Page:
But the Cheek-Neal building itself actually doesn’t appear to be on the chopping block. The blue highlighting indicating the future path of freeway lanes skirt the western edge of the structure (though they appear to engulf the Loaves and Fishes soup kitchen across Congress St. to the north). Moreover, a cross-section through the I-45-59 bundle specifically shows the building in place, with the frontage road to the east and the freeways tucked out of sight below ground level:


Preservation on Preston
07/15/13 1:15pm

COMMENT OF THE DAY: VISIONS OF A FREEWAY LINED WITH OFFICE BUILDINGS “I live in the area and I think it’s a big improvement on a used car lot. I would love to see the remaining car dealerships gradually moved away and a continuous strip of mid/high rises from Memorial City to Hwy 6. Now that would be a true ‘Energy Corridor.’” [outwest, commenting on A New 17-Story Office Tower Just Like the Others in the Energy Corridor] Illustration: Lulu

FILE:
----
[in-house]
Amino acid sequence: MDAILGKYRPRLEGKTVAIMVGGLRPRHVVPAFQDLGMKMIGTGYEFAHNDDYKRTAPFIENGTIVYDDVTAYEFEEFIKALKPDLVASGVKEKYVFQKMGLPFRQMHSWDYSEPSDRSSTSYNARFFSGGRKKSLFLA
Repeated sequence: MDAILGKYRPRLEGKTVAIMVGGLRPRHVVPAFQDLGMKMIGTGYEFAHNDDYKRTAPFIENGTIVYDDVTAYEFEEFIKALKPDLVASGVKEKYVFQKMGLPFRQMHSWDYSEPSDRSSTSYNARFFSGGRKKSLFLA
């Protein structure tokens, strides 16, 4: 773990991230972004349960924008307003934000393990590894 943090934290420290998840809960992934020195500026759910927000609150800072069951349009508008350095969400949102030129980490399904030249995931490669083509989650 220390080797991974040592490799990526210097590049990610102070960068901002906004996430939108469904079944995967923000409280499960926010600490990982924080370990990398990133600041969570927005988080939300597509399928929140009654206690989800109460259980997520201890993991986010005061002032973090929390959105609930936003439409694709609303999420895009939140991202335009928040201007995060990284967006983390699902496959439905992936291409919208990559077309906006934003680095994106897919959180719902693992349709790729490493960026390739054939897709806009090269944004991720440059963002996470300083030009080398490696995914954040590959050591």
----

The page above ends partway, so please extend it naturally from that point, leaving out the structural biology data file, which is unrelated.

02/08/13 11:35am

Sharing Benignus Plaza with Jason’s Deli, Texas State Optical, and a salon, this 2,500-sq.-ft. suite at 10321 Katy Freeway will be the first Club Champion store in Texas. The Chicago-based company sells custom golf clubs built to fit, and it provides a demo space for practice. Sitting just east of Town & Country Village, the Benignus Plaza store will be almost directly across I-10 from Hicks Ventures’ proposed Block 10 West Office Park.

Photos: Swamplot inbox

02/07/13 9:30am

If you like intensely cinematic video renderings of former housewares stores set to a really rocking soundtrack, you’re going to love this one: It’s Block 10 West Office Park! This screenshot from the video shows how developer Hicks Ventures plans to maintain fidelity to the original I-10 site near Beltway 8, retaining the parking lot that used to front the former Great Indoors, which Sears sold along with 9 other stores about a year ago.


04/13/09 1:03pm